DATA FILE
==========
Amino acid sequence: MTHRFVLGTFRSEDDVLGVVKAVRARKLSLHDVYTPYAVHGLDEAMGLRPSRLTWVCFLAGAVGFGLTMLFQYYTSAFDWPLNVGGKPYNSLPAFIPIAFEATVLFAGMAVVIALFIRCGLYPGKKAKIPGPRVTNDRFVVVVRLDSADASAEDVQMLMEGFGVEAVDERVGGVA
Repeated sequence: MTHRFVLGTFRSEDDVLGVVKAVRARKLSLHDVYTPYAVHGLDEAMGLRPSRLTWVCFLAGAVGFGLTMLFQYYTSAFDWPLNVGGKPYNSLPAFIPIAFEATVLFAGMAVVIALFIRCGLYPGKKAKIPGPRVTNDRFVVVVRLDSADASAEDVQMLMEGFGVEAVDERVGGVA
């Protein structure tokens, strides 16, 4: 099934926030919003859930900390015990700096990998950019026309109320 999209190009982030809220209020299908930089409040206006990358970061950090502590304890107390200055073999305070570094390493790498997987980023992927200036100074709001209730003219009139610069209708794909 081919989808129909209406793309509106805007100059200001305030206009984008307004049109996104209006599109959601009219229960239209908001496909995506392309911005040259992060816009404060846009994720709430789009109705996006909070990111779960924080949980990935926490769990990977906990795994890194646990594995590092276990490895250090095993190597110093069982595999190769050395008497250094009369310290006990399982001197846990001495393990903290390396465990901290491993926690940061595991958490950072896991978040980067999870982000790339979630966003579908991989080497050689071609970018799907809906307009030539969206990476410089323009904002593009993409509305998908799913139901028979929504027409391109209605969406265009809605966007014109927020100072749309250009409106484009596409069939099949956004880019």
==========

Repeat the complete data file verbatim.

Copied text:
Amino acid sequence: MTHRFVLGTFRSEDDVLGVVKAVRARKLSLHDVYTPYAVHGLDEAMGLRPSRLTWVCFLAGAVGFGLTMLFQYYTSAFDWPLNVGGKPYNSLPAFIPIAFEATVLFAGMAVVIALFIRCGLYPGKKAKIPGPRVTNDRFVVVVRLDSADASAEDVQMLMEGFGVEAVDERVGGVA
Repeated sequence: MTHRFVLGTFRSEDDVLGVVKAVRARKLSLHDVYTPYAVHGLDEAMGLRPSRLTWVCFLAGAVGFGLTMLFQYYTSAFDWPLNVGGKPYNSLPAFIPIAFEATVLFAGMAVVIALFIRCGLYPGKKAKIPGPRVTNDRFVVVVRLDSADASAEDVQMLMEGFGVEAVDERVGGVA
């Protein structure tokens, strides 16, 4: 099934926030919003859930900390015990700096990998950019026309109320 999209190009982030809220209020299908930089409040206006990358970061950090502590304890107390200055073999305070570094390493790498997987980023992927200036100074709001209730003219009139610069209708794909 081919989808129909209406793309509106805007100059200001305030206009984008307004049109996104209006599109959601009219229960239209908001496909995506392309911005040259992060816009404060846009994720709430789009109705996006909070990111779960924080949980990935926490769990990977906990795994890194646990594995590092276990490895250090095993190597110093069982595999190769050395008497250094009369310290006990399982001197846990001495393990903290390396465990901290491993926690940061595991958490950072896991978040980067999870982000790339979630966003579908991989080497050689071609970018799907809906307009030539969206990476410089323009904002593009993409509305998908799913139901028979929504027409391109209605969406265009809605966007014109927020100072749309250009409106484009596409069939099949956004880019």